The DoD's Cultural Policy: Militarizing the Cultural Industries

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Creative Commons Attribution 4.0 License
This work is licensed under a Creative Commons Attribution 4.0 License.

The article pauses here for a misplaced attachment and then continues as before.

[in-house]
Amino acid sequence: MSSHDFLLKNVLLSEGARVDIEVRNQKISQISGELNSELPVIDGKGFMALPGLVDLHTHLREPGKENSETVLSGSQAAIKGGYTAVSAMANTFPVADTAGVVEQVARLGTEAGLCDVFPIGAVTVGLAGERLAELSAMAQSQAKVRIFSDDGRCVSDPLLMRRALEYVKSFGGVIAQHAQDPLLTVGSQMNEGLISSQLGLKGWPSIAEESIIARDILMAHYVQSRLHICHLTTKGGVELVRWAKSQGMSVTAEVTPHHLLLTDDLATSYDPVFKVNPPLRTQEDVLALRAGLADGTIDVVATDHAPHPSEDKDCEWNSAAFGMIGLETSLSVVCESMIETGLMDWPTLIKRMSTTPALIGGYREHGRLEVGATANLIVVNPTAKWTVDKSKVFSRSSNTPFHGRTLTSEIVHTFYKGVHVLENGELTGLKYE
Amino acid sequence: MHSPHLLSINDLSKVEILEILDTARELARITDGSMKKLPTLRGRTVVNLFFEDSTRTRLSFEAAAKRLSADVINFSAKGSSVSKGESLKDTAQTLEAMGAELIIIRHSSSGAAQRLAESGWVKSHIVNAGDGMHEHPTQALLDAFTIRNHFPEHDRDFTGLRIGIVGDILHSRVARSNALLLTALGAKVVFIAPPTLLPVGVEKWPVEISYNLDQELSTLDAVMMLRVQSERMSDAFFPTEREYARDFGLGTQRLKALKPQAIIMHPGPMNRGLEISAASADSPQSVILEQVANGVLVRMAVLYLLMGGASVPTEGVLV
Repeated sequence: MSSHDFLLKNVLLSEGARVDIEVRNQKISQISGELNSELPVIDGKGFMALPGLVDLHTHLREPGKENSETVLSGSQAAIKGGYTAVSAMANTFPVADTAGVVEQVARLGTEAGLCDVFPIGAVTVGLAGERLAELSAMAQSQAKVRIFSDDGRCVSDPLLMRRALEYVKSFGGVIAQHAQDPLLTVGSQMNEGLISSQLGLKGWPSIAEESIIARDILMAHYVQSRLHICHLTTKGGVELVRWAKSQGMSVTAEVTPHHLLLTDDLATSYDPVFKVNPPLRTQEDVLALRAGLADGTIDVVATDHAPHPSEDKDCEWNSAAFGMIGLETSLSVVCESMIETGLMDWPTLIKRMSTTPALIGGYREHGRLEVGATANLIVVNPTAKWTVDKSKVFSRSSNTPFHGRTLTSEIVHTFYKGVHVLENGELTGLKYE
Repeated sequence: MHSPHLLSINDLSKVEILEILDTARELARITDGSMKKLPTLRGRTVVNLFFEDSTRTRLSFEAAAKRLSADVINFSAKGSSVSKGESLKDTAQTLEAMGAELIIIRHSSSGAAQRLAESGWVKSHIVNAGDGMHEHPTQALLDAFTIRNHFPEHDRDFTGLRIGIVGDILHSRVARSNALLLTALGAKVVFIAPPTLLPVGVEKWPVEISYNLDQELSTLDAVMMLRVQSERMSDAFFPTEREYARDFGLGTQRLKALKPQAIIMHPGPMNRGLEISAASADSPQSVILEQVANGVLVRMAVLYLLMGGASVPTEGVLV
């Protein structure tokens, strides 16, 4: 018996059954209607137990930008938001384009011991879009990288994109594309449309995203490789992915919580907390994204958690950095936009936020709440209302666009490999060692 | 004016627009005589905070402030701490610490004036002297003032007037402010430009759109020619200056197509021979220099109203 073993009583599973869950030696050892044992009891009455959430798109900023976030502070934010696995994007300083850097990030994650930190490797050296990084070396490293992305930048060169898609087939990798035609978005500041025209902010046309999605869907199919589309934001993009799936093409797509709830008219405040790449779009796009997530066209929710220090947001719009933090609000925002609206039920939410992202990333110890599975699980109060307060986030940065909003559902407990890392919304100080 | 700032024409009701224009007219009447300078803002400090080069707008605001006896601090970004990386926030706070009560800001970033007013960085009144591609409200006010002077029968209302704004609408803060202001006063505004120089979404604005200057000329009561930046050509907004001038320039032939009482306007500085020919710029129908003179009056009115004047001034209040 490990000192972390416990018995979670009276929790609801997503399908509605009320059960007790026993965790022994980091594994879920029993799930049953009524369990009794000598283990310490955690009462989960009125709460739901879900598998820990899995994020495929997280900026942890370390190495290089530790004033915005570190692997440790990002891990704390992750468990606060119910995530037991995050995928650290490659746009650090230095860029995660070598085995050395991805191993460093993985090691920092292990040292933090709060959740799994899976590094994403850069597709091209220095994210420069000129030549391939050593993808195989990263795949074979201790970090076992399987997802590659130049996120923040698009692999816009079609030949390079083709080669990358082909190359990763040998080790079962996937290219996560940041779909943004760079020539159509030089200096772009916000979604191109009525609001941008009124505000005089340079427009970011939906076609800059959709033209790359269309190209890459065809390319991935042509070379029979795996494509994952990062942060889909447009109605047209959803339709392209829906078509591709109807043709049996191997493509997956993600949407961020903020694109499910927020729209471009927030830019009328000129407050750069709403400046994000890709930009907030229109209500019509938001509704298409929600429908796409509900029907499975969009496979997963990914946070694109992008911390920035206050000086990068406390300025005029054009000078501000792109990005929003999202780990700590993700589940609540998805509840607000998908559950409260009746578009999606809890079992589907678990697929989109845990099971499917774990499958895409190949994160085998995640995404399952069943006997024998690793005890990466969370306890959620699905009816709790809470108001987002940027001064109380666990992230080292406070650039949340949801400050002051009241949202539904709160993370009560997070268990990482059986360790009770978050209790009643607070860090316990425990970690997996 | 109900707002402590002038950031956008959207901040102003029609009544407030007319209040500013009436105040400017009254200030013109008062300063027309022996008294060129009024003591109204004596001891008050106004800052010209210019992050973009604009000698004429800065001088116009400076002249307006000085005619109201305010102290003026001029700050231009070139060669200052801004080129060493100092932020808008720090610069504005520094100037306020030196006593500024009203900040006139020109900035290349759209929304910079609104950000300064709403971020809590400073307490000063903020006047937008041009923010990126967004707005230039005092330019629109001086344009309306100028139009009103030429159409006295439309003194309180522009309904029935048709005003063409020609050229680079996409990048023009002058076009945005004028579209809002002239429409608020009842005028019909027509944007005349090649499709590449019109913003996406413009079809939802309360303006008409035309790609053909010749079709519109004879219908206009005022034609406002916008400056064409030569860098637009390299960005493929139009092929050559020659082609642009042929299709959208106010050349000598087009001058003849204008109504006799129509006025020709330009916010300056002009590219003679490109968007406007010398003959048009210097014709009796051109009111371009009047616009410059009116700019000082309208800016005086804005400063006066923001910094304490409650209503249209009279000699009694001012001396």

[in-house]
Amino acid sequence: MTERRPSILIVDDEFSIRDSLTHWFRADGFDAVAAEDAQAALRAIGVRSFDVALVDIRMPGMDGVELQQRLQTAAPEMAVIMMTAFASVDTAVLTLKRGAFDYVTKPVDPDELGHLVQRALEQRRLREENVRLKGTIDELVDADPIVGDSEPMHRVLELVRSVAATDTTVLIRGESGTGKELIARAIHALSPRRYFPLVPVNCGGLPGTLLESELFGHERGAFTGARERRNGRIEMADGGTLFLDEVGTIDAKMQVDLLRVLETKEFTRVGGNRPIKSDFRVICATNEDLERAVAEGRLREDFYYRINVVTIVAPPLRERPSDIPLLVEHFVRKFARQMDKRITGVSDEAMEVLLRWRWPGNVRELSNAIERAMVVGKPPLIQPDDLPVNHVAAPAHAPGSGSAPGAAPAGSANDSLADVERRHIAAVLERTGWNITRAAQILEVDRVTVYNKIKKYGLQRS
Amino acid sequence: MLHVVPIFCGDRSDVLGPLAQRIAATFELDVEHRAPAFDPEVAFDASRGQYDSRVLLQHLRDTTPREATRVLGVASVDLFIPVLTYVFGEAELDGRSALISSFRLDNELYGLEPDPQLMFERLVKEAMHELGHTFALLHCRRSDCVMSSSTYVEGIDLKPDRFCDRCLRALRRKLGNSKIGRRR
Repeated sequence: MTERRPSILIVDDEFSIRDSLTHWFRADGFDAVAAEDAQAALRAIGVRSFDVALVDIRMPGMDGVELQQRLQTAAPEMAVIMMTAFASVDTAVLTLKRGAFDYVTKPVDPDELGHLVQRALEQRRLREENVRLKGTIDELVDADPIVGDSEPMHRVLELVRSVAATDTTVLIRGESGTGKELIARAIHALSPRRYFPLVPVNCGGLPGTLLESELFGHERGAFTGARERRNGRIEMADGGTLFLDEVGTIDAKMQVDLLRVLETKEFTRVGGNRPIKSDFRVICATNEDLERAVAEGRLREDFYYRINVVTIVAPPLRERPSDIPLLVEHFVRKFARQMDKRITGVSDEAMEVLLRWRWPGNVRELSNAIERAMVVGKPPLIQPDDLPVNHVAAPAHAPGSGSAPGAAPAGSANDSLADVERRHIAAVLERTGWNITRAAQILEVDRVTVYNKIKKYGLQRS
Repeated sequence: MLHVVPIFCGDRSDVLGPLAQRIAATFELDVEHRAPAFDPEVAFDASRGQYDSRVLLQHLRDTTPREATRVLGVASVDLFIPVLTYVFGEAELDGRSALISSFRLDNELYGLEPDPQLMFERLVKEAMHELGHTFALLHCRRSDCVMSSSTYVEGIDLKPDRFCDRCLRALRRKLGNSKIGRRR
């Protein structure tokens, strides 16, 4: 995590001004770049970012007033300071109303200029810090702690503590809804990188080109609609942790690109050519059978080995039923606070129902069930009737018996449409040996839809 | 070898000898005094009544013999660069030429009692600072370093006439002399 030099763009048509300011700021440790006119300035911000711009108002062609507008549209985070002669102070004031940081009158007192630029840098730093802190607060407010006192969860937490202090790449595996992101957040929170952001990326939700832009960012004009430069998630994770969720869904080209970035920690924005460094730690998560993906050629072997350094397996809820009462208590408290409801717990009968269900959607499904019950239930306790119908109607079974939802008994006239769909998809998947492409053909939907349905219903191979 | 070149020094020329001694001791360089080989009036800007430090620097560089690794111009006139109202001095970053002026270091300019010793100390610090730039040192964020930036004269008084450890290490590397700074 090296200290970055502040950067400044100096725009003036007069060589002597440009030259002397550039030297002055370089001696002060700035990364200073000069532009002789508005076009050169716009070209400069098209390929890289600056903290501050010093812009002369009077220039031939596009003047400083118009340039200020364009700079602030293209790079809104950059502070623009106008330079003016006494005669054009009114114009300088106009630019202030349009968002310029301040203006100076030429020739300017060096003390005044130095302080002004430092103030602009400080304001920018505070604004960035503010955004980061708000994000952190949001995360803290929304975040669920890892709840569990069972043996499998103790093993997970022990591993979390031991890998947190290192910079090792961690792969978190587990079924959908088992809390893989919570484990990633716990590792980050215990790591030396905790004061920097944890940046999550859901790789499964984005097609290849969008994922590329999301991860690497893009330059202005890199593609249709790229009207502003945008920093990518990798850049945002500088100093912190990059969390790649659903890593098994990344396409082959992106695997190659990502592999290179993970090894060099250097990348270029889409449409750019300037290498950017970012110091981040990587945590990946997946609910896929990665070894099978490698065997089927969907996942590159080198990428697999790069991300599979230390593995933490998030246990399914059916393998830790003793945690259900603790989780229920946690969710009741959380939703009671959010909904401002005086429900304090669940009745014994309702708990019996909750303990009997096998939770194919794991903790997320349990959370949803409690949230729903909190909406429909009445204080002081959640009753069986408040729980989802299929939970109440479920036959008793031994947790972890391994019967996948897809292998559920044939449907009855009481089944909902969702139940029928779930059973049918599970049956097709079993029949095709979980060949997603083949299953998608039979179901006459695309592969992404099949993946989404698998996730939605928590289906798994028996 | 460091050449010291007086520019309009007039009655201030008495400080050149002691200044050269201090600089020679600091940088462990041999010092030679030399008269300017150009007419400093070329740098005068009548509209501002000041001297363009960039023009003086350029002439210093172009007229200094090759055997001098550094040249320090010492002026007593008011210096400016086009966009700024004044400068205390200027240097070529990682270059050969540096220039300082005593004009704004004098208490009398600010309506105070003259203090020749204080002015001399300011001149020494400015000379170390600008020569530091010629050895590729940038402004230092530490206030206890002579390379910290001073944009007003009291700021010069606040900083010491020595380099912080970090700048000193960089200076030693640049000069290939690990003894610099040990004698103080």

In pursuit of this Special Issue’s goal to “push the traditional boundaries of cultural policy studies,” this article conceptualizes the US Department of Defense (DoD) as a cultural policy agency. All cultural policy is goal-oriented and aims to act within and have effects upon “the cultural.” Cultural policy scholars examine how State agencies, policies, and regulations act upon to influence: the cultural industries; cultural texts; and, national identities and citizen-subjects. Although the US Federal government has no official cultural policy agency like Canada (the Department of Heritage) or France (the Ministry of Culture), this article conceptualizes the DoD—one of the largest US Federal government agencies—as a cultural policy agency and explores how it uses cultural policy to act within and upon the cultural field. It presents a study of one important DoD cultural policy agency (the Public Affairs Office’s Special Assistant for Entertainment Media) and one significant DoD cultural policy doctrine (DoD Instruction 5410.16 DoD Assistance to Non-Government, Entertainment-Oriented Media Productions). This particular DoD cultural policy formation acts upon the cultural field, and in effect, supports and legitimizes the current and ongoing militarization of the cultural industries, popular culture and national identity.